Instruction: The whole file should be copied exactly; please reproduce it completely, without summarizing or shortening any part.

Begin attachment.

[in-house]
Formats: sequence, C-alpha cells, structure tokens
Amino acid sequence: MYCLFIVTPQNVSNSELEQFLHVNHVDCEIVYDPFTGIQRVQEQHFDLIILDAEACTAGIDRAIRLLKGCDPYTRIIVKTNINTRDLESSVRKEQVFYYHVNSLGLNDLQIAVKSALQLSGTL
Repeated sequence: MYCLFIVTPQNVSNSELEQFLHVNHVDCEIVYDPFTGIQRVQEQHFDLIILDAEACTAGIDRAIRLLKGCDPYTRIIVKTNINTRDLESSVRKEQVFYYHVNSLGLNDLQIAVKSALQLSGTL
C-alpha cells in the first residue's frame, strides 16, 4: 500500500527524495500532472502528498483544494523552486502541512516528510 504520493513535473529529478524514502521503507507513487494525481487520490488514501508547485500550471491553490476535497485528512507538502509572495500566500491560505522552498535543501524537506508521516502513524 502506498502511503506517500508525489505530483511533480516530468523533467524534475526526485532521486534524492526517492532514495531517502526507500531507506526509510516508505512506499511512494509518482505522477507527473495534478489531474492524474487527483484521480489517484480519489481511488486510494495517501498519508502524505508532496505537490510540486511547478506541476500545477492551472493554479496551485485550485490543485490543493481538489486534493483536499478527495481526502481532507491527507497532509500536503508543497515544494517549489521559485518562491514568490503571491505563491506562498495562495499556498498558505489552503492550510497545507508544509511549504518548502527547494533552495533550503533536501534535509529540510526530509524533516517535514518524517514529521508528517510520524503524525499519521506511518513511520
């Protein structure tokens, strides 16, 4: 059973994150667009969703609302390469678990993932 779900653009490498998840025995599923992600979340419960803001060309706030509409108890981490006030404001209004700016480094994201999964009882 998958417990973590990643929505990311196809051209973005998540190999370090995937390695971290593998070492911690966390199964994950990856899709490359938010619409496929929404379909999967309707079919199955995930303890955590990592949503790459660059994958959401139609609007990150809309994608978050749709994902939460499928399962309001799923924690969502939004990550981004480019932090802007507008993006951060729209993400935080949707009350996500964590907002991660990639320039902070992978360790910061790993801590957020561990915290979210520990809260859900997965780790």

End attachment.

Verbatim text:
[in-house]
Formats: sequence, C-alpha cells, structure tokens
Amino acid sequence: MYCLFIVTPQNVSNSELEQFLHVNHVDCEIVYDPFTGIQRVQEQHFDLIILDAEACTAGIDRAIRLLKGCDPYTRIIVKTNINTRDLESSVRKEQVFYYHVNSLGLNDLQIAVKSALQLSGTL
Repeated sequence: MYCLFIVTPQNVSNSELEQFLHVNHVDCEIVYDPFTGIQRVQEQHFDLIILDAEACTAGIDRAIRLLKGCDPYTRIIVKTNINTRDLESSVRKEQVFYYHVNSLGLNDLQIAVKSALQLSGTL
C-alpha cells in the first residue's frame, strides 16, 4: 500500500527524495500532472502528498483544494523552486502541512516528510 504520493513535473529529478524514502521503507507513487494525481487520490488514501508547485500550471491553490476535497485528512507538502509572495500566500491560505522552498535543501524537506508521516502513524 502506498502511503506517500508525489505530483511533480516530468523533467524534475526526485532521486534524492526517492532514495531517502526507500531507506526509510516508505512506499511512494509518482505522477507527473495534478489531474492524474487527483484521480489517484480519489481511488486510494495517501498519508502524505508532496505537490510540486511547478506541476500545477492551472493554479496551485485550485490543485490543493481538489486534493483536499478527495481526502481532507491527507497532509500536503508543497515544494517549489521559485518562491514568490503571491505563491506562498495562495499556498498558505489552503492550510497545507508544509511549504518548502527547494533552495533550503533536501534535509529540510526530509524533516517535514518524517514529521508528517510520524503524525499519521506511518513511520
């Protein structure tokens, strides 16, 4: 059973994150667009969703609302390469678990993932 779900653009490498998840025995599923992600979340419960803001060309706030509409108890981490006030404001209004700016480094994201999964009882 998958417990973590990643929505990311196809051209973005998540190999370090995937390695971290593998070492911690966390199964994950990856899709490359938010619409496929929404379909999967309707079919199955995930303890955590990592949503790459660059994958959401139609609007990150809309994608978050749709994902939460499928399962309001799923924690969502939004990550981004480019932090802007507008993006951060729209993400935080949707009350996500964590907002991660990639320039902070992978360790910061790993801590957020561990915290979210520990809260859900997965780790």